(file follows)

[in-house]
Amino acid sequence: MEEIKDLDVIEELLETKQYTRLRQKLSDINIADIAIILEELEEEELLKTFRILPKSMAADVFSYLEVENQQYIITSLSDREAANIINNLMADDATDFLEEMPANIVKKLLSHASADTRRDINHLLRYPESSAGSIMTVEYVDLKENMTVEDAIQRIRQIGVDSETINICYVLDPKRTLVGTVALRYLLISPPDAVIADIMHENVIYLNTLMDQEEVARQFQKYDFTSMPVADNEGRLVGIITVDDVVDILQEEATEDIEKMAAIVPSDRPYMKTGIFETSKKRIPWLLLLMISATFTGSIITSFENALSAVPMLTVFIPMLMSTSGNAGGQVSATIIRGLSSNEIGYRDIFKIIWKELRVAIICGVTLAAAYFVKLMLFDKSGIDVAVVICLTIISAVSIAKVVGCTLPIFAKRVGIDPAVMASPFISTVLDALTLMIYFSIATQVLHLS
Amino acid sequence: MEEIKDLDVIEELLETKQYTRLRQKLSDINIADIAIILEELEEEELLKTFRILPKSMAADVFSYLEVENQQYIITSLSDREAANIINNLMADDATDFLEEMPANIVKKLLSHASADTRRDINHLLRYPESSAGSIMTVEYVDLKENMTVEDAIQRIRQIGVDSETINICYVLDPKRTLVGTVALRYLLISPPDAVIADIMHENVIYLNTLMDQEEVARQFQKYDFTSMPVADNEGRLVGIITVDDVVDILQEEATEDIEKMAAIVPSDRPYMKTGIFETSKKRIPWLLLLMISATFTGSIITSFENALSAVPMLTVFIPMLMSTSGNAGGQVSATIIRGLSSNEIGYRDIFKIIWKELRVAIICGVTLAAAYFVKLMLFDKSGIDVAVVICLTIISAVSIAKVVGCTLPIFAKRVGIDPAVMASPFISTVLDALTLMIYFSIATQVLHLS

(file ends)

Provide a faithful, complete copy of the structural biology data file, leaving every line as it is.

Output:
[in-house]
Amino acid sequence: MEEIKDLDVIEELLETKQYTRLRQKLSDINIADIAIILEELEEEELLKTFRILPKSMAADVFSYLEVENQQYIITSLSDREAANIINNLMADDATDFLEEMPANIVKKLLSHASADTRRDINHLLRYPESSAGSIMTVEYVDLKENMTVEDAIQRIRQIGVDSETINICYVLDPKRTLVGTVALRYLLISPPDAVIADIMHENVIYLNTLMDQEEVARQFQKYDFTSMPVADNEGRLVGIITVDDVVDILQEEATEDIEKMAAIVPSDRPYMKTGIFETSKKRIPWLLLLMISATFTGSIITSFENALSAVPMLTVFIPMLMSTSGNAGGQVSATIIRGLSSNEIGYRDIFKIIWKELRVAIICGVTLAAAYFVKLMLFDKSGIDVAVVICLTIISAVSIAKVVGCTLPIFAKRVGIDPAVMASPFISTVLDALTLMIYFSIATQVLHLS
Amino acid sequence: MEEIKDLDVIEELLETKQYTRLRQKLSDINIADIAIILEELEEEELLKTFRILPKSMAADVFSYLEVENQQYIITSLSDREAANIINNLMADDATDFLEEMPANIVKKLLSHASADTRRDINHLLRYPESSAGSIMTVEYVDLKENMTVEDAIQRIRQIGVDSETINICYVLDPKRTLVGTVALRYLLISPPDAVIADIMHENVIYLNTLMDQEEVARQFQKYDFTSMPVADNEGRLVGIITVDDVVDILQEEATEDIEKMAAIVPSDRPYMKTGIFETSKKRIPWLLLLMISATFTGSIITSFENALSAVPMLTVFIPMLMSTSGNAGGQVSATIIRGLSSNEIGYRDIFKIIWKELRVAIICGVTLAAAYFVKLMLFDKSGIDVAVVICLTIISAVSIAKVVGCTLPIFAKRVGIDPAVMASPFISTVLDALTLMIYFSIATQVLHLS